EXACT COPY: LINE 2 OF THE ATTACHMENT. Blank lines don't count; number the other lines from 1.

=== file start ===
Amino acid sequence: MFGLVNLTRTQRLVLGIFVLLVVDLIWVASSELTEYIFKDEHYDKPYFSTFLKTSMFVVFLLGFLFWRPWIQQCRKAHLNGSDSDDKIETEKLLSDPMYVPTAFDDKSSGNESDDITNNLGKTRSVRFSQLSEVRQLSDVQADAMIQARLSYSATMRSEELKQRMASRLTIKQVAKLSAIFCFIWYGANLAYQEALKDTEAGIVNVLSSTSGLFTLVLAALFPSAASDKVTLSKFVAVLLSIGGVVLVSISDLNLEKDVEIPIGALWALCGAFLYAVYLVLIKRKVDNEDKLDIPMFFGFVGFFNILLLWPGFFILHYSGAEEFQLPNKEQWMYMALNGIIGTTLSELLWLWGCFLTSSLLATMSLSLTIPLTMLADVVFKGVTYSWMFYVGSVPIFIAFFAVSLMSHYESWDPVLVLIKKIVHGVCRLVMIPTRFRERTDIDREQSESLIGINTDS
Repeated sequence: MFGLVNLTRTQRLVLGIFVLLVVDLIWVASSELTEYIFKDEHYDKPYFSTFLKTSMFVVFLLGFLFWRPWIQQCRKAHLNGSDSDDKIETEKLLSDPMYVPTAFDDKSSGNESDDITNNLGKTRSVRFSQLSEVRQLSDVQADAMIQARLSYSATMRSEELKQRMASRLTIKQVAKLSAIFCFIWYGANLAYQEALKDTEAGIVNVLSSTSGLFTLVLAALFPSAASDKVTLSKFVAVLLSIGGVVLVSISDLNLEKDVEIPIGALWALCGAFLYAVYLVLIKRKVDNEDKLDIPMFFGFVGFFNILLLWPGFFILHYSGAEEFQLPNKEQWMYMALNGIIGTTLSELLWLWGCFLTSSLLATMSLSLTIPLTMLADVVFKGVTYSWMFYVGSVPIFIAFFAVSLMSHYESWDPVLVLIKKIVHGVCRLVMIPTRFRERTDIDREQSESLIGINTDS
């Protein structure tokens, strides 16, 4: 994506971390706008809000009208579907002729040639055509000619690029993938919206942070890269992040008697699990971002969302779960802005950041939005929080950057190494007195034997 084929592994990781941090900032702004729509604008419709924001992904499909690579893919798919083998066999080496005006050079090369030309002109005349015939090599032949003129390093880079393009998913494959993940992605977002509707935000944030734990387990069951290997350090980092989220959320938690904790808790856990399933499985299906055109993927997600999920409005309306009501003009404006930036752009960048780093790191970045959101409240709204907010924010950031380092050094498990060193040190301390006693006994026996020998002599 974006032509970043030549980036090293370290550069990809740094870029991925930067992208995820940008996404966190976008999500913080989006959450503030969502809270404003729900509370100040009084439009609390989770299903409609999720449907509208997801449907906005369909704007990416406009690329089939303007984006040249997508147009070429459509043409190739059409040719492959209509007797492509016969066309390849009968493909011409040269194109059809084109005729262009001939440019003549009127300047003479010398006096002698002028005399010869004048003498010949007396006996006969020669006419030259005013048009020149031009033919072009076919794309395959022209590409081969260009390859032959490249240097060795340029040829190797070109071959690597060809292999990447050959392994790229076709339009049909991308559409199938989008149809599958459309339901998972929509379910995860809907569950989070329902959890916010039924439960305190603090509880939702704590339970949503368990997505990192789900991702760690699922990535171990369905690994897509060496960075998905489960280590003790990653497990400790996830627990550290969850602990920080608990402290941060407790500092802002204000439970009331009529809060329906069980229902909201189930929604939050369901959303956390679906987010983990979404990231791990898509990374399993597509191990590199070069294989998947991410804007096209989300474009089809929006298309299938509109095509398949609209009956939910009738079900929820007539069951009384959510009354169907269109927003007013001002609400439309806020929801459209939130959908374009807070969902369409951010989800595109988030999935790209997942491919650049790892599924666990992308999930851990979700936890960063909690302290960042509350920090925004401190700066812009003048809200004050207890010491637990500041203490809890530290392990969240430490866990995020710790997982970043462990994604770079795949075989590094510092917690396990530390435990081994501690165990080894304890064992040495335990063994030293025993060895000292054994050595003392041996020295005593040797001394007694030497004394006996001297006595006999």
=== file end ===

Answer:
Repeated sequence: MFGLVNLTRTQRLVLGIFVLLVVDLIWVASSELTEYIFKDEHYDKPYFSTFLKTSMFVVFLLGFLFWRPWIQQCRKAHLNGSDSDDKIETEKLLSDPMYVPTAFDDKSSGNESDDITNNLGKTRSVRFSQLSEVRQLSDVQADAMIQARLSYSATMRSEELKQRMASRLTIKQVAKLSAIFCFIWYGANLAYQEALKDTEAGIVNVLSSTSGLFTLVLAALFPSAASDKVTLSKFVAVLLSIGGVVLVSISDLNLEKDVEIPIGALWALCGAFLYAVYLVLIKRKVDNEDKLDIPMFFGFVGFFNILLLWPGFFILHYSGAEEFQLPNKEQWMYMALNGIIGTTLSELLWLWGCFLTSSLLATMSLSLTIPLTMLADVVFKGVTYSWMFYVGSVPIFIAFFAVSLMSHYESWDPVLVLIKKIVHGVCRLVMIPTRFRERTDIDREQSESLIGINTDS